Miracle's Whip - ICO (Review Wars joint winning review!)

Hey guys, my review came joint first place in Review Wars alongside Heart of Darkness's one, which is here.

Here's mine in full, hope ye enjoy it :)

You may notice the format is different to my usual reviews, this is because I was trying not to make my identity obvious.

Thanks to PimpPeter and Review Wars, because this review wouldn't exist were it not for them!

Ico - Review

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A horned boy and a shimmering, ethereal sylph of a girl emerge from a dark, dingy corridor and out into a crumbling clearing. As their eyes adjust to the light, an immense, ominous windmill fades into view, its blades spinning over a yawning chasm. On the other side of the deep pit is their only escape route: a steep set of stone stairs. The boy could probably just about jump it, but he's not about to leave his only friend in the world behind. He needs her, and she needs him. He lets go of her hand, and begins to climb towards the windmill's dangerous blades...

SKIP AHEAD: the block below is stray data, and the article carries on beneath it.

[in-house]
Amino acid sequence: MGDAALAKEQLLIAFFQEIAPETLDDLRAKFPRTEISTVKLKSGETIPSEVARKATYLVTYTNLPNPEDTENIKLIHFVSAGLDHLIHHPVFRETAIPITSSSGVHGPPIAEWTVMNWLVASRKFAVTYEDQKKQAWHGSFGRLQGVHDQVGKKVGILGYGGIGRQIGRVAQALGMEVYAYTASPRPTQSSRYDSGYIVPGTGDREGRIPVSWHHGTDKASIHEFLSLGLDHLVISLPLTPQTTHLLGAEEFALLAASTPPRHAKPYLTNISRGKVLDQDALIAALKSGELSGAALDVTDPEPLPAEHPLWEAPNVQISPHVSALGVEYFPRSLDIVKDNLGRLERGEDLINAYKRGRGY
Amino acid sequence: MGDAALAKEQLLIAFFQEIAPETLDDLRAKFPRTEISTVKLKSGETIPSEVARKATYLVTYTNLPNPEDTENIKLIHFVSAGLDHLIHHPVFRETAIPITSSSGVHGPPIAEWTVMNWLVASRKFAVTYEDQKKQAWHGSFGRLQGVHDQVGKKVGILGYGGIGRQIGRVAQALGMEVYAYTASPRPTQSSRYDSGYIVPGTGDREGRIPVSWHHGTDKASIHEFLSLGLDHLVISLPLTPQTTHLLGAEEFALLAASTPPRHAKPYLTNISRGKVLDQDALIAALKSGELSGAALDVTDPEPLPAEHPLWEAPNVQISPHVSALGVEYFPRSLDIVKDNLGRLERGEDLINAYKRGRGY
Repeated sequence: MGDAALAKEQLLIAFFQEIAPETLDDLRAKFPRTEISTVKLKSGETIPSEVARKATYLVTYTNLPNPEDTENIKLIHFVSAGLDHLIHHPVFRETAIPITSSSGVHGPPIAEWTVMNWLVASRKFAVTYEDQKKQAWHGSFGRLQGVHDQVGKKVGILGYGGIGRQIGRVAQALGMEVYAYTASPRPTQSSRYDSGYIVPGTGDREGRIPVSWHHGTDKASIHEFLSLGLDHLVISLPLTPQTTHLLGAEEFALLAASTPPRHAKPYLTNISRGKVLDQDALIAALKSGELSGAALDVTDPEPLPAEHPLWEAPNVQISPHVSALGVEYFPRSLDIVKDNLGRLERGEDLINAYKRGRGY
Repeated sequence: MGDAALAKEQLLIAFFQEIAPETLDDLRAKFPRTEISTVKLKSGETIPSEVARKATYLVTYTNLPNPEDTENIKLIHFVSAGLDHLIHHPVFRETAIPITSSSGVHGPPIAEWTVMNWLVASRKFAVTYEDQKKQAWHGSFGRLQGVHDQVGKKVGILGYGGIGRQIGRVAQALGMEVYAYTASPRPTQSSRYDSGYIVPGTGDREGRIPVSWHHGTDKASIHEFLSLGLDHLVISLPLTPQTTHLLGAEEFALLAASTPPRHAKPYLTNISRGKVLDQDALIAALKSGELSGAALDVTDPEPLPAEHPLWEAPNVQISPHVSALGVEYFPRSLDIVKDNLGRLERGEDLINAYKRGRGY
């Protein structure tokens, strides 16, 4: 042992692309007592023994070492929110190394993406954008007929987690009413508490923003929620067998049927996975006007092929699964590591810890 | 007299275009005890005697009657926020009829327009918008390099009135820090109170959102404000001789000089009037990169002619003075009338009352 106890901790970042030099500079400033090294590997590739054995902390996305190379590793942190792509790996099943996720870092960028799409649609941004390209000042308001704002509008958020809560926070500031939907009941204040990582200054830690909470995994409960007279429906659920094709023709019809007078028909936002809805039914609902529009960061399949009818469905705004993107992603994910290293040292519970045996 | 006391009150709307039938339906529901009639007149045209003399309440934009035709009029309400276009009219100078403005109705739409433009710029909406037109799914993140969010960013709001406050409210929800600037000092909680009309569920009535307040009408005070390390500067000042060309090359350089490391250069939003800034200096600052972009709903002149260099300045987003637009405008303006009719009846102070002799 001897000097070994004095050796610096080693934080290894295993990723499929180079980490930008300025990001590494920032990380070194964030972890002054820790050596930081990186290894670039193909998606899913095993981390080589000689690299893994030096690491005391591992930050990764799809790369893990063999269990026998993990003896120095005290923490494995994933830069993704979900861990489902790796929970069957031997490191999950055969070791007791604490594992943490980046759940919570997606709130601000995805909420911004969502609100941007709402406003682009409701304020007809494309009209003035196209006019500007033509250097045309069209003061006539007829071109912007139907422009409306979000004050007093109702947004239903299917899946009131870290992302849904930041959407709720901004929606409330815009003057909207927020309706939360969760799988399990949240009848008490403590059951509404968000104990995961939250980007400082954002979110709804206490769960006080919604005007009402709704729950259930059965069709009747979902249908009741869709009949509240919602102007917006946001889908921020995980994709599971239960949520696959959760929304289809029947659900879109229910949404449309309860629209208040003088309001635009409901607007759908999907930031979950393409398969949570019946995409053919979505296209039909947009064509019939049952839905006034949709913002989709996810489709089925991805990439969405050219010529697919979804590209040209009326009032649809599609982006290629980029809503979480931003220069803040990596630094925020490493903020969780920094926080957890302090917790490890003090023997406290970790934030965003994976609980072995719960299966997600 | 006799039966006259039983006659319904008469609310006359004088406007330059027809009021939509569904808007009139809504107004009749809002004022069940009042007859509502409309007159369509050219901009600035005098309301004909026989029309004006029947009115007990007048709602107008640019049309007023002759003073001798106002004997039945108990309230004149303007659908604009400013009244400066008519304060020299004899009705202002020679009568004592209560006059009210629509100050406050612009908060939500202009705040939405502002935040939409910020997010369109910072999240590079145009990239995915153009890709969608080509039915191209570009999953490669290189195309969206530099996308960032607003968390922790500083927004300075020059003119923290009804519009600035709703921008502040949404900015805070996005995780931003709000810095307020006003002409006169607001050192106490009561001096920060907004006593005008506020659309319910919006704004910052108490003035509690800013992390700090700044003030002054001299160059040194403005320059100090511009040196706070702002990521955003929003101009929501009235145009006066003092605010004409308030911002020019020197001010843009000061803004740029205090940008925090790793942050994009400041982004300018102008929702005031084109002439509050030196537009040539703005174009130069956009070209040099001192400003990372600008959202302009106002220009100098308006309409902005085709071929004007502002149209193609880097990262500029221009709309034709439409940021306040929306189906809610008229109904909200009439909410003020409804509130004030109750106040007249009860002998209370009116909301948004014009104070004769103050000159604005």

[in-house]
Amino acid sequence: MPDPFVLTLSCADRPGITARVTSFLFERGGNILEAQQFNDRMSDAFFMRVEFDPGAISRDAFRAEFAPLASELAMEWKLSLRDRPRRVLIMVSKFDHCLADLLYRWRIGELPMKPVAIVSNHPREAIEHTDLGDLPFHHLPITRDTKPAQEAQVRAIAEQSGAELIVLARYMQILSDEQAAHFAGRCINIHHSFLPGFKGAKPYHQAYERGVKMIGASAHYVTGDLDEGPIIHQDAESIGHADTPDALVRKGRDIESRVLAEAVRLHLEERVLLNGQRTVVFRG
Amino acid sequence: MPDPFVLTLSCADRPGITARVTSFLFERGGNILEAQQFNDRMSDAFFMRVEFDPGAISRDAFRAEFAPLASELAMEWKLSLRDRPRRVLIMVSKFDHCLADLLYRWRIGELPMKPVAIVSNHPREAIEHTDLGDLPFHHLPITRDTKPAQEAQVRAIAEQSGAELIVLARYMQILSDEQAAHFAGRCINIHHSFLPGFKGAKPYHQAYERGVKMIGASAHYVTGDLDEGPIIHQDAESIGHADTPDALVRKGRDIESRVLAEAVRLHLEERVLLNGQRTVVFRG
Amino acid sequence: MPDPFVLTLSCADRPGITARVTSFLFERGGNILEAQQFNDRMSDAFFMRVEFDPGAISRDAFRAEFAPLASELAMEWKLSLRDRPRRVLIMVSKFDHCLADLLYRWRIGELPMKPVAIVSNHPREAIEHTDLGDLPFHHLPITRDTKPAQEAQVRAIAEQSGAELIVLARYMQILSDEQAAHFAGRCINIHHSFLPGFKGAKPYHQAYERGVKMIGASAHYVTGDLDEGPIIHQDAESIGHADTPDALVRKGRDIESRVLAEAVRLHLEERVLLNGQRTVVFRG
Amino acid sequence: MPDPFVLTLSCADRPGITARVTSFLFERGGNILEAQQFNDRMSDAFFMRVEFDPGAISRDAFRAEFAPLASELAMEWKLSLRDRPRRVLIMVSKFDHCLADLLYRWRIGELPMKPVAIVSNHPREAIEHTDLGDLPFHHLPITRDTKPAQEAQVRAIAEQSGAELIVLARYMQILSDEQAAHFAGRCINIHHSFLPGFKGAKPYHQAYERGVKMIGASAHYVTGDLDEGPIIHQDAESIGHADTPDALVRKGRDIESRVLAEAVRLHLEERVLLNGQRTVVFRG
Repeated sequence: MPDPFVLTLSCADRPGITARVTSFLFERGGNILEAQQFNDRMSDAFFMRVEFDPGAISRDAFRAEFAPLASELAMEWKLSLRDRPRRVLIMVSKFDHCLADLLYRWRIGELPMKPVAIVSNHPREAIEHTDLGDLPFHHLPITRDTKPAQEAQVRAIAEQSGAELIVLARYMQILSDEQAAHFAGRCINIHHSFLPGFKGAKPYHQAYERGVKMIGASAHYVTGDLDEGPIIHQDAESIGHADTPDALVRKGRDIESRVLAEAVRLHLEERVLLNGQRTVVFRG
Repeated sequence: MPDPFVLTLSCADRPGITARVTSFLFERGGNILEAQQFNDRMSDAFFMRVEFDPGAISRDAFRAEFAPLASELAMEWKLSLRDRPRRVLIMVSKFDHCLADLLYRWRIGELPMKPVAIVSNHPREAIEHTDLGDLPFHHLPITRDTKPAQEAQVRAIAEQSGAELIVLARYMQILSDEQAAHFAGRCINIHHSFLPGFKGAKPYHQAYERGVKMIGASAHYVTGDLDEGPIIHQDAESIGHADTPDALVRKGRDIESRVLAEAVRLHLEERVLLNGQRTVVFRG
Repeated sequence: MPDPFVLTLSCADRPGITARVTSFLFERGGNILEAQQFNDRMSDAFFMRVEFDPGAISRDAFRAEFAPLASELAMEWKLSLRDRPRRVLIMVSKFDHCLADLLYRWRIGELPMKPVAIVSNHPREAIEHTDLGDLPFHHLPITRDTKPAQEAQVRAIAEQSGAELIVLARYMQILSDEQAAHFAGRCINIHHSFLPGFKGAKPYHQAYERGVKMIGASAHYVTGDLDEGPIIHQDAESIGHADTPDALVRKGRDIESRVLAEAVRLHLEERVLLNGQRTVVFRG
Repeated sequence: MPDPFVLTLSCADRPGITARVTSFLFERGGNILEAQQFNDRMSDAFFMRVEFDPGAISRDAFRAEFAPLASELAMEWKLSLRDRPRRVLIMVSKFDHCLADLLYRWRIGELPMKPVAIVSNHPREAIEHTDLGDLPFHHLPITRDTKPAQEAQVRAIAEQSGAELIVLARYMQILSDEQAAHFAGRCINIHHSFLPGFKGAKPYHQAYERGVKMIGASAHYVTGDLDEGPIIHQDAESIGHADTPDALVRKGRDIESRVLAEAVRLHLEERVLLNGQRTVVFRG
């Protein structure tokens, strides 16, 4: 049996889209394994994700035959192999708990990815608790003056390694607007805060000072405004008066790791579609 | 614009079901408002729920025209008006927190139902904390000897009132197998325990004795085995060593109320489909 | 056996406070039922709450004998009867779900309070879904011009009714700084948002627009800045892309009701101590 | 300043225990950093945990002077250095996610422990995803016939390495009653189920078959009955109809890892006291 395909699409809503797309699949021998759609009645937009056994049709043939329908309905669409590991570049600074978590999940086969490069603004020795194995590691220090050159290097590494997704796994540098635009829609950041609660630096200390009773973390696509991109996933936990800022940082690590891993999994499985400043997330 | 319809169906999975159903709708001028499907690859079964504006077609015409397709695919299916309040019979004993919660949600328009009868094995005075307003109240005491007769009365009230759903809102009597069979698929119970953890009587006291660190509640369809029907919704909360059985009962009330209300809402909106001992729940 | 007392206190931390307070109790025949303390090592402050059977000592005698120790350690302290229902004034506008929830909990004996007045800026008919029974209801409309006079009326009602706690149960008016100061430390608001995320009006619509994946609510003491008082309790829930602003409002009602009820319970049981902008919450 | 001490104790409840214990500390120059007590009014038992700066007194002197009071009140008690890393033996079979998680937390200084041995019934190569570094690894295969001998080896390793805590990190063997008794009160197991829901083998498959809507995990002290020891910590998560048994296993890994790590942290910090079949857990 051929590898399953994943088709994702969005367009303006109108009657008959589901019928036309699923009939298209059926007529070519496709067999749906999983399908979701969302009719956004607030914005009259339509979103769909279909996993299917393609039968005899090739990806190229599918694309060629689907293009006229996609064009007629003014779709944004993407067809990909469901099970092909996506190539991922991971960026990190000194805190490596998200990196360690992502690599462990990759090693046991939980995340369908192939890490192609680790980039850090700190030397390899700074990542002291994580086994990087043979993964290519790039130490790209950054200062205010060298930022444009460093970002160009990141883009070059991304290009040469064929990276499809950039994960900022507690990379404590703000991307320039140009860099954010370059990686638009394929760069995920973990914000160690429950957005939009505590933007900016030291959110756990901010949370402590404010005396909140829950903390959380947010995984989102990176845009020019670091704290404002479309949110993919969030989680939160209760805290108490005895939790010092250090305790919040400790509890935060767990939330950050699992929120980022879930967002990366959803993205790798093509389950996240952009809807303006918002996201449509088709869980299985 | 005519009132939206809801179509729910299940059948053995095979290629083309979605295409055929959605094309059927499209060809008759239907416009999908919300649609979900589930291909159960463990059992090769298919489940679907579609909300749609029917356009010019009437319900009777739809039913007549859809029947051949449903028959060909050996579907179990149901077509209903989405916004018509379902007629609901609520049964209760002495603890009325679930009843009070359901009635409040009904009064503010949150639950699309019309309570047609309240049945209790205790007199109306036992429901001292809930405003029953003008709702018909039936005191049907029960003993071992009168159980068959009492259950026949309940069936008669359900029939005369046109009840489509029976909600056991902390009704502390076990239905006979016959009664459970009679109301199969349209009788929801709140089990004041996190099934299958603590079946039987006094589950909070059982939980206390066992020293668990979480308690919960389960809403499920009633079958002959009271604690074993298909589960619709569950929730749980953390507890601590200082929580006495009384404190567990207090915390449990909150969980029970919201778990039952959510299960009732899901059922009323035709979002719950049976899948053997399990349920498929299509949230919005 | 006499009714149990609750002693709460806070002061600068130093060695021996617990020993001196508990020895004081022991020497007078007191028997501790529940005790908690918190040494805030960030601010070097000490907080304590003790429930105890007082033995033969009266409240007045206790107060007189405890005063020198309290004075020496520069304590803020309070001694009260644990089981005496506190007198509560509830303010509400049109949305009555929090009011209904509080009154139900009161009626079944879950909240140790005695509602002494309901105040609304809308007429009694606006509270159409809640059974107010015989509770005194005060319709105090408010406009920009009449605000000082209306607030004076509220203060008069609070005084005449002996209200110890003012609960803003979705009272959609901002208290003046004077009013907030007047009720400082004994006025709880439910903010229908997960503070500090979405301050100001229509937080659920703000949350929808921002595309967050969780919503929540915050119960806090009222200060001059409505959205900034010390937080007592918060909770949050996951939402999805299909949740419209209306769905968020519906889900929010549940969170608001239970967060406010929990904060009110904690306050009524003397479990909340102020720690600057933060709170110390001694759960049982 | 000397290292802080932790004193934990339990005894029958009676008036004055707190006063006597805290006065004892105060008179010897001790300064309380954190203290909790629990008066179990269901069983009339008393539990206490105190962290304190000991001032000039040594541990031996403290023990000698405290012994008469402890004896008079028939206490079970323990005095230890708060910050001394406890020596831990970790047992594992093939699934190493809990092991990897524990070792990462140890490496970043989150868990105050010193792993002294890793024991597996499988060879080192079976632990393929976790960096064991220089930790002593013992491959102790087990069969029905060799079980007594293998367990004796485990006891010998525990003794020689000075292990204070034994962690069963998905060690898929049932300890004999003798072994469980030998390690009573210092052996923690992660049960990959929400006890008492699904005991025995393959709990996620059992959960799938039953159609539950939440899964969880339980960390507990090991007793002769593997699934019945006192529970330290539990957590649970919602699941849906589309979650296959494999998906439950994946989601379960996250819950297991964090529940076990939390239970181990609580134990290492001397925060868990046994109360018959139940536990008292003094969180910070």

Ico is a story of love and co-dependence, told through a sublime platforming puzzle game. When it first came out in 2001 it was criminally under-rated and ignored by the gaming public. When its prequel, Shadow of the Colossus, arrived a few years later, it was re-released and finally got some of the credit it deserved. It is a unique experience and one of the most beautiful, emotionally affecting games you will ever play.

Ico is a young lad who was born with horns, which means it sucks to be him. Shunned by his community and sent to a gargantuan prison-castle, his fate seems grim during the game's opening. Quiet and understated, a cut-scene shows faceless riders escorting him slowly and morosely through beautifully rendered forests, the intense silence expressing more than the most raucous and vocal Rockstar or Squeenix sequences.

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'You know, if it wasn't for the malevolent shadow demons trying to kill us, this would make a lovely spot for a picnic.'

Fortunately, he manages to escape his cell and soon meets Yorda, another prisoner. Together they must escape their colossal prison, fighting off shadowy demons that want to drag Yorda down into black inky holes. And that's the story. The reasons for their mistreatment are left unexplained, which works. Ico is not about complex story-lines and mechanics, simplicity is the key. As the game progresses, they will become close and develop a great need and love for each-other, which I will say no more about for fear of spoiling it.